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Peaches-and-Cream Julia Craig

The hallway light sliced open the sleepy blackness in my bedroom and my mother’s familiar shape was framed there, leaning in a little to say something. I just wanted to sleep but now I was paralyzed in the bathroom’s bright vanity light, my mother’s small but firm index finger pressing something cold and oily all over my cheeks, back and forth, inside my ears, in and out, under my chin, up and down, into my eyebrows and around my lips. “Rosacea is caused by the demodex mite, and the tea tree oil kills them in four minutes.” All I knew was that it was past midnight and there was a coolness electrifying my cheeks, the smell of crushed pine needles rushing up my nose, and my mother’s voice telling me about mites. I stumbled back into the black of my bedroom and the December night, the bright lights becoming my dreams. It all started in August on that fateful but glorious day — the first Target-run of the school year. My dad had just dropped me off in Illinois for my junior year at Wheaton College, and I needed face wash. I’d been off Proactiv Acne Solution for a year, but my face oils hadn’t balanced themselves out like they were supposed to, and now my forehead was a shiny minefield lying in wait for my next move — to treat, or not to treat? I cruised the cosmetics aisles until bright reds and oranges pulled me over. “Say Yes to Carrots!” they shouted, promising to imbue my wavy locks with keratin-empowered shampoos and conditioners. To my face, they shouted, “Say Yes to Tomatoes!” I picked up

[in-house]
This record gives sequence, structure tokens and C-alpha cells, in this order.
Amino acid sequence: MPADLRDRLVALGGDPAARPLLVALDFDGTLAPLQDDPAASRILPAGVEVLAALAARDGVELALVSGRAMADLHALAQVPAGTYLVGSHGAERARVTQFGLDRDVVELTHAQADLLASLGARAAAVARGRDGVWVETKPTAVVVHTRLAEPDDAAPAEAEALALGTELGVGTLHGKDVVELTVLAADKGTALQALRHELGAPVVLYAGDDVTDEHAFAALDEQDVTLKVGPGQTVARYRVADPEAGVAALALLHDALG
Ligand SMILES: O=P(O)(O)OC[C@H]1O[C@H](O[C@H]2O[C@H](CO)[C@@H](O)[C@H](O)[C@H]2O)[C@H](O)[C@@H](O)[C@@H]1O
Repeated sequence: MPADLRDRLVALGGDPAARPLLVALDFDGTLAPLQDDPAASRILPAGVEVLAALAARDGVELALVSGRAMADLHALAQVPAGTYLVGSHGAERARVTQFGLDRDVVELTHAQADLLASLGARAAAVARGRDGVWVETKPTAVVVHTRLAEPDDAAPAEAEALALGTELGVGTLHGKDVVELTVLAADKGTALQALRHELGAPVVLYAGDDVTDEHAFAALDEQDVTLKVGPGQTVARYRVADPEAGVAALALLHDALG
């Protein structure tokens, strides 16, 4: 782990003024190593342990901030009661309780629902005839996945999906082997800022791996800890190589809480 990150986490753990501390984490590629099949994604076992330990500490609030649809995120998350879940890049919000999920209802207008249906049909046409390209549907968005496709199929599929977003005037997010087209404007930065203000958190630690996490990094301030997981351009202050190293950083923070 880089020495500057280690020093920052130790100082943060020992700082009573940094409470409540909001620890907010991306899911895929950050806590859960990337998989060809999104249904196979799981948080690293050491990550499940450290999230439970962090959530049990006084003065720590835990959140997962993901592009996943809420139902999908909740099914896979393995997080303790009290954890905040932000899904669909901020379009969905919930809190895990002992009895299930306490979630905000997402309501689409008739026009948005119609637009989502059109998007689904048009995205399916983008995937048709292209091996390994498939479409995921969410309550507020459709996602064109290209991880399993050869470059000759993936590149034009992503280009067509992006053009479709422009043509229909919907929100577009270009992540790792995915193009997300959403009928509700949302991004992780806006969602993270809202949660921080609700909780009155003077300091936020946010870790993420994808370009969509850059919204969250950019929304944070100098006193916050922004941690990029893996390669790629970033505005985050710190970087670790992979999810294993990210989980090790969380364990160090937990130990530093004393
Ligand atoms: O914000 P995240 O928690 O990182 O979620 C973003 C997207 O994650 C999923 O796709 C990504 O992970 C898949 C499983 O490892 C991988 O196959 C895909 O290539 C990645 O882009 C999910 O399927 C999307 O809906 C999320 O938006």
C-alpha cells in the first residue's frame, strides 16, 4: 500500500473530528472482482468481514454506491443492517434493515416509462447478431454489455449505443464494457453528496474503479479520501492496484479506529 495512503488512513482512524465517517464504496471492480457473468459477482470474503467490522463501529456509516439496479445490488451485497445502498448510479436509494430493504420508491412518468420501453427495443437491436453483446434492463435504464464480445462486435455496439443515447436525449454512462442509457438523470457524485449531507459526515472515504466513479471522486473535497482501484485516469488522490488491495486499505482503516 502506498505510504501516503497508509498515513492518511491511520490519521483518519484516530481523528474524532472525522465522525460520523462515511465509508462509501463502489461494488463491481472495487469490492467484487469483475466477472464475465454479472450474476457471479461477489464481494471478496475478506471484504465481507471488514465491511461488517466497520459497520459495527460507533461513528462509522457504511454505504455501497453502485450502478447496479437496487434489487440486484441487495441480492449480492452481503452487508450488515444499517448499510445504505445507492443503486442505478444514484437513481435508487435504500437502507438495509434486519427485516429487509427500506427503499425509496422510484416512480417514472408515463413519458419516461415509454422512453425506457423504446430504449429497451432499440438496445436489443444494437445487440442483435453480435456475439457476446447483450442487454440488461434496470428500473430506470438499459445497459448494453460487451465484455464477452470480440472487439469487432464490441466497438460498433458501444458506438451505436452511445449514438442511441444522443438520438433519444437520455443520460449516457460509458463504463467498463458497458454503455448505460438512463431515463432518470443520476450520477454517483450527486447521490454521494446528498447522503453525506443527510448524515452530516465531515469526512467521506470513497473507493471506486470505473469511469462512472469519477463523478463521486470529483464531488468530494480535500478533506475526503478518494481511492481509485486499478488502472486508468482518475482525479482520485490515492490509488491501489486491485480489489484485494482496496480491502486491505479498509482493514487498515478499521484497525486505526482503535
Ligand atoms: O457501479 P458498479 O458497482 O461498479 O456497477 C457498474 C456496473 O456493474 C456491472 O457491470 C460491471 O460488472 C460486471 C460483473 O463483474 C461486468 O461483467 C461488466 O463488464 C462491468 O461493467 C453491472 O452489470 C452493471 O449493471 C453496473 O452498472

an exotic, tomato-filled pore scrub, fortified with bamboo and salicylic acid. Even the directions sounded wonderful: “Apply to your wet face, massaging gently, avoiding the eyes. Rinse off with lukewarm water. Face the day feeling clean, clear, and awfully attractive.” By the time we left, I had said yes to tomatoes, carrots, and cucumbers. With Mother Nature’s healing fruits and vegetables in my shower caddy, I felt ready to face junior year, especially with labels that instructed me to, “Say ‘wow’ to yourself when your skin is left feeling clear, calm, and gorgeous.” Splash, squirt, scrub, rinse. I repeated the face-washing ritual morning and night. But after a month, my chin looked like a boiled lobster tail, so I stopped saying yes to grainy tomato paste and renewed my account with Proactiv. Within a few weeks, Proactiv smoothed most of my face to peachy perfection, but it didn’t seem to have any effect on my chin or the soft skin around my mouth and along my jaw line. There I battled relentless pustules that protruded like sticky buns and begged me to pop them. And I did, ignoring the golden rule of pimples: DON’T POP! — no matter how many there are, or how big they get. The scars will remind you you did. During Thanksgiving break, my acne started itching and itching — and itching. I thrilled at the tingling sensation, remembering how itching means blood is moving and moving blood means skin is healing. My roommate, Bethany, and I had stayed on campus to rest from homework and hectic holiday traveling — and that’s what she and I did that break, cocooning ourselves in our flower-patterned quilts to wake up as smooth-skinned, bright-eyed butterflies for the final stretch. Sleep was the key, arm-numbing sleep.